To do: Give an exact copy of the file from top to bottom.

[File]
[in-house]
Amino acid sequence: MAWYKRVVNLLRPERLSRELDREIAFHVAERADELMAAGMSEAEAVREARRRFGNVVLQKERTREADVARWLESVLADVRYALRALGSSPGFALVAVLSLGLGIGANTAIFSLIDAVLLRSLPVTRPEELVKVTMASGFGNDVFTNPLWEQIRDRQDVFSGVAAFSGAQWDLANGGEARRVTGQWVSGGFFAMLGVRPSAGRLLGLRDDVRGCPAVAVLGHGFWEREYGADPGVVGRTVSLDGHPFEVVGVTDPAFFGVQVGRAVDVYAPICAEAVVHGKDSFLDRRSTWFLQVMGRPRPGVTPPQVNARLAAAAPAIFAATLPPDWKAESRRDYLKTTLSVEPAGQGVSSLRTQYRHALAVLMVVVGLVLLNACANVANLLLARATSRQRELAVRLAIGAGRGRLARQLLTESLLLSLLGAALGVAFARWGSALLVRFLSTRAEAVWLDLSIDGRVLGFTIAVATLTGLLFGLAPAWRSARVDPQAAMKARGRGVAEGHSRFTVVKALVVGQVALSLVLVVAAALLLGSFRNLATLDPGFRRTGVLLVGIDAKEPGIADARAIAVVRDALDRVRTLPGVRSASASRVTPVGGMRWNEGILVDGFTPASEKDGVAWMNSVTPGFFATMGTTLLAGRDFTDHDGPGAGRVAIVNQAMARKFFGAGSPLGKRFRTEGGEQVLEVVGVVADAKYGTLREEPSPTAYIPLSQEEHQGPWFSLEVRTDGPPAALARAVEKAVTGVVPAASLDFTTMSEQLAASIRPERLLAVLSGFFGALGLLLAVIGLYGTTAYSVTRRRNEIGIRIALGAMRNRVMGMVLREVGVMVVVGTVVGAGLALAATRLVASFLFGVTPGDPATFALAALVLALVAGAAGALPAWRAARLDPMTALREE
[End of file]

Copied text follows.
[in-house]
Amino acid sequence: MAWYKRVVNLLRPERLSRELDREIAFHVAERADELMAAGMSEAEAVREARRRFGNVVLQKERTREADVARWLESVLADVRYALRALGSSPGFALVAVLSLGLGIGANTAIFSLIDAVLLRSLPVTRPEELVKVTMASGFGNDVFTNPLWEQIRDRQDVFSGVAAFSGAQWDLANGGEARRVTGQWVSGGFFAMLGVRPSAGRLLGLRDDVRGCPAVAVLGHGFWEREYGADPGVVGRTVSLDGHPFEVVGVTDPAFFGVQVGRAVDVYAPICAEAVVHGKDSFLDRRSTWFLQVMGRPRPGVTPPQVNARLAAAAPAIFAATLPPDWKAESRRDYLKTTLSVEPAGQGVSSLRTQYRHALAVLMVVVGLVLLNACANVANLLLARATSRQRELAVRLAIGAGRGRLARQLLTESLLLSLLGAALGVAFARWGSALLVRFLSTRAEAVWLDLSIDGRVLGFTIAVATLTGLLFGLAPAWRSARVDPQAAMKARGRGVAEGHSRFTVVKALVVGQVALSLVLVVAAALLLGSFRNLATLDPGFRRTGVLLVGIDAKEPGIADARAIAVVRDALDRVRTLPGVRSASASRVTPVGGMRWNEGILVDGFTPASEKDGVAWMNSVTPGFFATMGTTLLAGRDFTDHDGPGAGRVAIVNQAMARKFFGAGSPLGKRFRTEGGEQVLEVVGVVADAKYGTLREEPSPTAYIPLSQEEHQGPWFSLEVRTDGPPAALARAVEKAVTGVVPAASLDFTTMSEQLAASIRPERLLAVLSGFFGALGLLLAVIGLYGTTAYSVTRRRNEIGIRIALGAMRNRVMGMVLREVGVMVVVGTVVGAGLALAATRLVASFLFGVTPGDPATFALAALVLALVAGAAGALPAWRAARLDPMTALREE